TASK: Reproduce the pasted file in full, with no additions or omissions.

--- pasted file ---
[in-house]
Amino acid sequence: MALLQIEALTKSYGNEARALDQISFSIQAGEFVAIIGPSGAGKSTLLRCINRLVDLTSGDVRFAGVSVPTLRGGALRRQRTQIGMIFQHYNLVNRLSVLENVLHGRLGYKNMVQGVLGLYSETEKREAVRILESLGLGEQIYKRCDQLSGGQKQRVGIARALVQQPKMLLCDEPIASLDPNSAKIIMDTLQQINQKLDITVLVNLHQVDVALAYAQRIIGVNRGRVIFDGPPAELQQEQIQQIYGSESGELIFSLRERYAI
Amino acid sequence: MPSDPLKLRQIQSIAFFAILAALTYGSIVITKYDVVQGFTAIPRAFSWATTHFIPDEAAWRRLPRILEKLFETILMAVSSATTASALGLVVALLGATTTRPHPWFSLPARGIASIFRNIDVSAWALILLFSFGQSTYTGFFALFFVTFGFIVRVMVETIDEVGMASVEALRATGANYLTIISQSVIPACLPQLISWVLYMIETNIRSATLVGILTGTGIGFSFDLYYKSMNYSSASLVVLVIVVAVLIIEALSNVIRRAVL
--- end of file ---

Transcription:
[in-house]
Amino acid sequence: MALLQIEALTKSYGNEARALDQISFSIQAGEFVAIIGPSGAGKSTLLRCINRLVDLTSGDVRFAGVSVPTLRGGALRRQRTQIGMIFQHYNLVNRLSVLENVLHGRLGYKNMVQGVLGLYSETEKREAVRILESLGLGEQIYKRCDQLSGGQKQRVGIARALVQQPKMLLCDEPIASLDPNSAKIIMDTLQQINQKLDITVLVNLHQVDVALAYAQRIIGVNRGRVIFDGPPAELQQEQIQQIYGSESGELIFSLRERYAI
Amino acid sequence: MPSDPLKLRQIQSIAFFAILAALTYGSIVITKYDVVQGFTAIPRAFSWATTHFIPDEAAWRRLPRILEKLFETILMAVSSATTASALGLVVALLGATTTRPHPWFSLPARGIASIFRNIDVSAWALILLFSFGQSTYTGFFALFFVTFGFIVRVMVETIDEVGMASVEALRATGANYLTIISQSVIPACLPQLISWVLYMIETNIRSATLVGILTGTGIGFSFDLYYKSMNYSSASLVVLVIVVAVLIIEALSNVIRRAVL